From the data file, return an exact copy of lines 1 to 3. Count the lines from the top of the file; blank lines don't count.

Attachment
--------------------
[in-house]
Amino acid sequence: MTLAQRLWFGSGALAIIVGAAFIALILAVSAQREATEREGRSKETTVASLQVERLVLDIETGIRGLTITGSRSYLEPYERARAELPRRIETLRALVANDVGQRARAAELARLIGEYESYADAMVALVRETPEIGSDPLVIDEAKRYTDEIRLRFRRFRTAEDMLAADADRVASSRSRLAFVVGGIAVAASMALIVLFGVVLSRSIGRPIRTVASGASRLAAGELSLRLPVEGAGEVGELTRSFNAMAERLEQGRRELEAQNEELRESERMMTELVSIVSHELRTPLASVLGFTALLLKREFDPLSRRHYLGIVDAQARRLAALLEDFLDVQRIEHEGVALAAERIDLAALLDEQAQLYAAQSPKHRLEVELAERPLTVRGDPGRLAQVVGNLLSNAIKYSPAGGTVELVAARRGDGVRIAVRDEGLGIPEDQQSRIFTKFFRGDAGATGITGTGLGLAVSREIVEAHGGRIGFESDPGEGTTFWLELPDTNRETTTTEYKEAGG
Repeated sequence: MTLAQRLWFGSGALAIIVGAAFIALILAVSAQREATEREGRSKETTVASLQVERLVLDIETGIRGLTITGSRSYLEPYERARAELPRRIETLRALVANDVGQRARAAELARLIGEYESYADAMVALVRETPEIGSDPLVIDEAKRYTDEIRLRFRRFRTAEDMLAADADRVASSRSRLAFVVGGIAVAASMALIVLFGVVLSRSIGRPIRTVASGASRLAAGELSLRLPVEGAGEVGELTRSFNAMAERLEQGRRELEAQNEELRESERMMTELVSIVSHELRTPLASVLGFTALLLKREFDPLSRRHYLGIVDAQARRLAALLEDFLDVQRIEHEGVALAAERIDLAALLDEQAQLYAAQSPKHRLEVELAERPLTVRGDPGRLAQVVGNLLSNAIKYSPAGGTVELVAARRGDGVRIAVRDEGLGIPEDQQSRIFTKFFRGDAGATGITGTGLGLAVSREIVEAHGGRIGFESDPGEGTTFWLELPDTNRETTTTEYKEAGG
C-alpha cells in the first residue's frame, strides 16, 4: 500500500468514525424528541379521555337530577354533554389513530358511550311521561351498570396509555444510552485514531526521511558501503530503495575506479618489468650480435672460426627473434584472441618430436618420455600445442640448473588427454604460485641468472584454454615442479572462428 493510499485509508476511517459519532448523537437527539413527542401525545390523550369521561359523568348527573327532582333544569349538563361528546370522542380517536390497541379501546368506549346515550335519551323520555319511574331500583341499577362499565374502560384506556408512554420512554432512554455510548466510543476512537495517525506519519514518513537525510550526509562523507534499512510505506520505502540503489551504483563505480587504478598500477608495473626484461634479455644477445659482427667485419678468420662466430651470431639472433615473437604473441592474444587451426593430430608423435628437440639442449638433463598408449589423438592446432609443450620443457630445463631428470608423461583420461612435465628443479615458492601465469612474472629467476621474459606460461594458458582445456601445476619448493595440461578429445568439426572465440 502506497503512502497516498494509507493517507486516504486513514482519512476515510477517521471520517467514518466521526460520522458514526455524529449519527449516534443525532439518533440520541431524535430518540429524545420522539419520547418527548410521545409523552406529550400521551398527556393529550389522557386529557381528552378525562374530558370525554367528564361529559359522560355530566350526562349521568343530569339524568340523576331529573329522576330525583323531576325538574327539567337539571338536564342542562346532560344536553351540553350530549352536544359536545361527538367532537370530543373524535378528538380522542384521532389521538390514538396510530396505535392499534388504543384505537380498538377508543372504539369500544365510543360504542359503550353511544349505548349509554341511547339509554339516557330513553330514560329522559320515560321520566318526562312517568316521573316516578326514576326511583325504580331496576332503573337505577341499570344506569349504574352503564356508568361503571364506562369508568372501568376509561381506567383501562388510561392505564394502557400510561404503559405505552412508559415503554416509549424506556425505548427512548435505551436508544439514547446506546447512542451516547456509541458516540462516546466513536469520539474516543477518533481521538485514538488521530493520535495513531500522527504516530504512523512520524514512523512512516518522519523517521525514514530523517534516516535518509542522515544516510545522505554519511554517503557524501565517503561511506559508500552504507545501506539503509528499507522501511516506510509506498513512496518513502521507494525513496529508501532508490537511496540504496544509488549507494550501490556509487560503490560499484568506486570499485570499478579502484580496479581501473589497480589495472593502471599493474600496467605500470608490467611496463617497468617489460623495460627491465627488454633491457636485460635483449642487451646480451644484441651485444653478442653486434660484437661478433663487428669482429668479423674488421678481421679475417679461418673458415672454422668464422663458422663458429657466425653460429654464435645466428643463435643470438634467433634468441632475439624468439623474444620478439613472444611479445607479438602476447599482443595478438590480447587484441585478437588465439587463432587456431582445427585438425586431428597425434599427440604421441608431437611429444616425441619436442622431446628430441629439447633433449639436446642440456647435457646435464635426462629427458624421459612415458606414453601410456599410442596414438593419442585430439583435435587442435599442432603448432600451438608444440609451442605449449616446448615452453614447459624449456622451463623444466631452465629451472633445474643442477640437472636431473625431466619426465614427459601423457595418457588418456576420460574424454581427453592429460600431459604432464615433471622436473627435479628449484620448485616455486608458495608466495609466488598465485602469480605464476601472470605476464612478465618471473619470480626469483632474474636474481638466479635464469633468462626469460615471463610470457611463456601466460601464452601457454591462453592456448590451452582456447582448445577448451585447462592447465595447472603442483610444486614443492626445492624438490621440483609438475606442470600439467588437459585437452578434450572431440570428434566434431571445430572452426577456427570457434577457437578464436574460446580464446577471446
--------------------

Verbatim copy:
[in-house]
Amino acid sequence: MTLAQRLWFGSGALAIIVGAAFIALILAVSAQREATEREGRSKETTVASLQVERLVLDIETGIRGLTITGSRSYLEPYERARAELPRRIETLRALVANDVGQRARAAELARLIGEYESYADAMVALVRETPEIGSDPLVIDEAKRYTDEIRLRFRRFRTAEDMLAADADRVASSRSRLAFVVGGIAVAASMALIVLFGVVLSRSIGRPIRTVASGASRLAAGELSLRLPVEGAGEVGELTRSFNAMAERLEQGRRELEAQNEELRESERMMTELVSIVSHELRTPLASVLGFTALLLKREFDPLSRRHYLGIVDAQARRLAALLEDFLDVQRIEHEGVALAAERIDLAALLDEQAQLYAAQSPKHRLEVELAERPLTVRGDPGRLAQVVGNLLSNAIKYSPAGGTVELVAARRGDGVRIAVRDEGLGIPEDQQSRIFTKFFRGDAGATGITGTGLGLAVSREIVEAHGGRIGFESDPGEGTTFWLELPDTNRETTTTEYKEAGG
Repeated sequence: MTLAQRLWFGSGALAIIVGAAFIALILAVSAQREATEREGRSKETTVASLQVERLVLDIETGIRGLTITGSRSYLEPYERARAELPRRIETLRALVANDVGQRARAAELARLIGEYESYADAMVALVRETPEIGSDPLVIDEAKRYTDEIRLRFRRFRTAEDMLAADADRVASSRSRLAFVVGGIAVAASMALIVLFGVVLSRSIGRPIRTVASGASRLAAGELSLRLPVEGAGEVGELTRSFNAMAERLEQGRRELEAQNEELRESERMMTELVSIVSHELRTPLASVLGFTALLLKREFDPLSRRHYLGIVDAQARRLAALLEDFLDVQRIEHEGVALAAERIDLAALLDEQAQLYAAQSPKHRLEVELAERPLTVRGDPGRLAQVVGNLLSNAIKYSPAGGTVELVAARRGDGVRIAVRDEGLGIPEDQQSRIFTKFFRGDAGATGITGTGLGLAVSREIVEAHGGRIGFESDPGEGTTFWLELPDTNRETTTTEYKEAGG